Friday, November 29, 2013
Can Vince Carter get going?
By Tim MacMahon
The Mavericks count on Vince Carter to be their version of the “Microwave,” depending on him to provide instant offense off the bench.
But Carter, who was one of the few bright spots during the .500 disappointment last season, has yet to get cooking consistently this season.
Vince Carter's numbers are down, but his confidence isn't shaken.
Carter is averaging only 10.8 points per game, down from 13.4 last season. His shooting percentages are also down significantly, as he’s making only 38.3 percent of his field goal attempts and 33.8 percent of his 3-point tries. He shot 43.5 percent overall and 40.6 percent from 3-point range last season.
Carter hopes to snap out of a nasty mini-slump when the Mavs face the Atlanta Hawks on Friday night. He has a total of 15 points on 6-of-23 shooting in Dallas’ two games this week.
Coach Rick Carlisle, who cringed when Carter put up a 3 after dribbling between his legs during a 3-of-13 outing in Monday’s loss to the Denver Nuggets, takes part of the blame for Carter’s struggles. Carlisle said he needs to do help Carter get better shots.
“We don’t talk about it if they go in, right?” Carter said. “They’re shots I’ve hit before. I can make them. I’m going to make them.”
That’s the confidence you’d expect from a man who ranks 27th in NBA history with 22,385 career points. And Carter’s shot distribution chart doesn’t look a lot different than last season’s, although that doesn’t account for degree of difficulty due to defense.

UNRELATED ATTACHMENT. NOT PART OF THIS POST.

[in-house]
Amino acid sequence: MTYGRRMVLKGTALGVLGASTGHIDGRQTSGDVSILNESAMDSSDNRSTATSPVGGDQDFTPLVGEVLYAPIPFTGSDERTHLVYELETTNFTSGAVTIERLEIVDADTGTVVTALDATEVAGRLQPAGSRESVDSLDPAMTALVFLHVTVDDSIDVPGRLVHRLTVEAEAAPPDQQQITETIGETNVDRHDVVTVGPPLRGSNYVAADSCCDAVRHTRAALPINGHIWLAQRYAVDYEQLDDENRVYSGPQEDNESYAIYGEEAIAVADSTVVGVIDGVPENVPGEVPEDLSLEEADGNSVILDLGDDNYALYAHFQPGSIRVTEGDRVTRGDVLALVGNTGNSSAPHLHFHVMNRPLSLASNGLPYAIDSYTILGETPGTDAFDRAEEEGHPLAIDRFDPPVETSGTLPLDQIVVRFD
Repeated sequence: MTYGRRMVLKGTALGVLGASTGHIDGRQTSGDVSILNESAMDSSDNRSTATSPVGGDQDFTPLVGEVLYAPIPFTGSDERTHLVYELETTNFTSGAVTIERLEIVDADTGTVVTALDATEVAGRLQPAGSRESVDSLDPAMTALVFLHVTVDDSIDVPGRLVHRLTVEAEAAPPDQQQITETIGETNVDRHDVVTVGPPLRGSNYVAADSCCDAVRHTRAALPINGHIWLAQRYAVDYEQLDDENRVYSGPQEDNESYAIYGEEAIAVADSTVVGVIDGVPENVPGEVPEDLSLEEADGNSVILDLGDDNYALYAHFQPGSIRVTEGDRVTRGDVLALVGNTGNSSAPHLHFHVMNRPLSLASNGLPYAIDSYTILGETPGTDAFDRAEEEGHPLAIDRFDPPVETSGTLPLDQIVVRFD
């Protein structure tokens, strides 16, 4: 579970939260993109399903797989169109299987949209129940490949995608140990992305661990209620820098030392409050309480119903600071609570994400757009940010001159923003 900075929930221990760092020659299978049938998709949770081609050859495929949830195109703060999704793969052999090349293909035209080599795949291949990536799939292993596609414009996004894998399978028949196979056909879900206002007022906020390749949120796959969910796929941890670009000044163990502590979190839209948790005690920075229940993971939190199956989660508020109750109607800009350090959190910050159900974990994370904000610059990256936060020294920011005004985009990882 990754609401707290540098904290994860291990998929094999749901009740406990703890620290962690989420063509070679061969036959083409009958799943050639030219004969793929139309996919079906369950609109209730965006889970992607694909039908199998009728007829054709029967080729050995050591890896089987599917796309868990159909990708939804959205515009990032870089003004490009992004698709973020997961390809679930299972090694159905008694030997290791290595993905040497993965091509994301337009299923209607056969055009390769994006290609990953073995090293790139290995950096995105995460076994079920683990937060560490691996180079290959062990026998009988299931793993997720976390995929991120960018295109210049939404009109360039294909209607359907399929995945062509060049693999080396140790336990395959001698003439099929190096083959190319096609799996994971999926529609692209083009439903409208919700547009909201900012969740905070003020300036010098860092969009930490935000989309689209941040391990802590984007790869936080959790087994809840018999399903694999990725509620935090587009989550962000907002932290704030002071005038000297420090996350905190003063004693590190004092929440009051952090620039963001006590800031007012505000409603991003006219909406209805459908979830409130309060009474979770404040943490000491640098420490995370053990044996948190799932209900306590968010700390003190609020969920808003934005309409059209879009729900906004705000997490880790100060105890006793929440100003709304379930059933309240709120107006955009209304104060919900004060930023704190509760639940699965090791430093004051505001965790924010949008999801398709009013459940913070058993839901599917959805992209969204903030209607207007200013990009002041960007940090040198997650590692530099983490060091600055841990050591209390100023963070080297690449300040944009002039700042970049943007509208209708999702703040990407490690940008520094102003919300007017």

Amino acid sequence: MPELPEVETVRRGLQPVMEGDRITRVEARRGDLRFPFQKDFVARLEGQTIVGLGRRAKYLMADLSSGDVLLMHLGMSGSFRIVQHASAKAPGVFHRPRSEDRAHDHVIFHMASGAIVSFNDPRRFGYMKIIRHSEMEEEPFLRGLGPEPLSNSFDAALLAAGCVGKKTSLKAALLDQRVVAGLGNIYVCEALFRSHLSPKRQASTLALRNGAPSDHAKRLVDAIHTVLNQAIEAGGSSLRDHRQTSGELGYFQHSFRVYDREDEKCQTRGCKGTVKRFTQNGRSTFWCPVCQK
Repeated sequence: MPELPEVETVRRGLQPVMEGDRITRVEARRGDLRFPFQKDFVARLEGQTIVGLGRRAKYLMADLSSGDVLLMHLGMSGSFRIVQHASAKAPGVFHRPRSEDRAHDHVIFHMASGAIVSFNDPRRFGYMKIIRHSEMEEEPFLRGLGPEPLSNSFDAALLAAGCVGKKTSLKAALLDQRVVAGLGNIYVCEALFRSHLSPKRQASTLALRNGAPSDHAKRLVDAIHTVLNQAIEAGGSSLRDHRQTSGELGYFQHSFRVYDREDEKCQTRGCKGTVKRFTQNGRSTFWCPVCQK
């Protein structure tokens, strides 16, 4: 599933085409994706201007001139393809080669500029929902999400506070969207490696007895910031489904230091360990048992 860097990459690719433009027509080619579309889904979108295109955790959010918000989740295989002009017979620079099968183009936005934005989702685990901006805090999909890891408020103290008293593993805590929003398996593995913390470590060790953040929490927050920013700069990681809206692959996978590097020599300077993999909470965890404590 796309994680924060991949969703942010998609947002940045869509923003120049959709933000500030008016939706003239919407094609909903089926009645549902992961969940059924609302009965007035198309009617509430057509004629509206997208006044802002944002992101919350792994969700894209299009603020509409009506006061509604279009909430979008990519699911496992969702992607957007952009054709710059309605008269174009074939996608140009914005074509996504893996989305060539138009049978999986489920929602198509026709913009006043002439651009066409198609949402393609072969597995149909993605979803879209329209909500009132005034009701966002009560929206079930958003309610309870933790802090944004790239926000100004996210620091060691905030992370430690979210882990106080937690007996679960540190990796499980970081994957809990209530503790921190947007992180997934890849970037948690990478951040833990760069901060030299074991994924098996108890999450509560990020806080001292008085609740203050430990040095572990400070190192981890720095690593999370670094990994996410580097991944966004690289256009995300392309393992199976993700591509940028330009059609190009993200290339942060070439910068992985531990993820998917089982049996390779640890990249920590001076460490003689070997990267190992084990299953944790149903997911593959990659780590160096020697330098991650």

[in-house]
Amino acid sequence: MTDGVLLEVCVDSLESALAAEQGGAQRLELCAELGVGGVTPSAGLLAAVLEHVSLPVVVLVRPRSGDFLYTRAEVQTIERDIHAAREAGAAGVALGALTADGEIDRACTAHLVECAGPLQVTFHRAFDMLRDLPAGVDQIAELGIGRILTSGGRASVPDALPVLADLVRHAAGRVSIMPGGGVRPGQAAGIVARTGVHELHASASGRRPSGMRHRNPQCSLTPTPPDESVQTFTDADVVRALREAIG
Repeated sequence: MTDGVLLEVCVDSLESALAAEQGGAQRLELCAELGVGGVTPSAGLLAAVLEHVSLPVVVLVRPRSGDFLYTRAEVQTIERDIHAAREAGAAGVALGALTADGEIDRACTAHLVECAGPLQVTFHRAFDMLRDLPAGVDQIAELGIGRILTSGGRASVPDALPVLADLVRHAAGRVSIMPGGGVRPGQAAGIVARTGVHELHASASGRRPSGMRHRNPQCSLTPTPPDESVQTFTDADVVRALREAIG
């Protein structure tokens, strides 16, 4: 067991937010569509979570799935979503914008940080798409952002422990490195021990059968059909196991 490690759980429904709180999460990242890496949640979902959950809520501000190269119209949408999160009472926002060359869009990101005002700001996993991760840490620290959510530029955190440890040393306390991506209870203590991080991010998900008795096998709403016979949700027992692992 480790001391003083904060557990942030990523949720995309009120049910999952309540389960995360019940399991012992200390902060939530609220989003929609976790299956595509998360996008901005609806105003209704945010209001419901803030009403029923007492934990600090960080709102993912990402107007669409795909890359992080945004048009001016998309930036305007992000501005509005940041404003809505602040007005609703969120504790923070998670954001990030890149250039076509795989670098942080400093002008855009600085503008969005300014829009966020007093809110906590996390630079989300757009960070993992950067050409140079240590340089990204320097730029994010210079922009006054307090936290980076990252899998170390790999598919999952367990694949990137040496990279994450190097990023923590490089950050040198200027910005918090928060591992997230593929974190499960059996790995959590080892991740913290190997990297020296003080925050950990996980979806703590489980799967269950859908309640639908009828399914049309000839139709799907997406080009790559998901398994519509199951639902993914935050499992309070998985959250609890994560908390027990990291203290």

Maybe it’s just a matter of time before Carter gets in a groove. Or perhaps Father Time has finally caught up to Carter, who turns 37 in January.
Carlisle is certain that Carter, a 16-year veteran, can still be a major asset for the Mavs. The coach went so far as to recently refer to Carter as part of the Mavs’ “Big Three” along with Dirk Nowitzki and Monta Ellis.
But Carlisle firmly believes that Carter needs his help, along with the help of his teammates, to provide efficient scoring punch off the pine.
“He’s a confident player and he’s an attacker,” Carlisle said. “He knows that off the bench he’s got to be one of the facilitators out there. In our flow game, one of the intricacies and nuances of it is the ball has to move and it has to find the best players at the best times. We just haven’t been finding him at the best possible times. Too frequently, he ends up with the ball with the shot clock running down and just has to fling one up.
“We can do better. We have to do better. And when it comes to calling plays and things like that, we’re going to look at a few things to try to help him out.”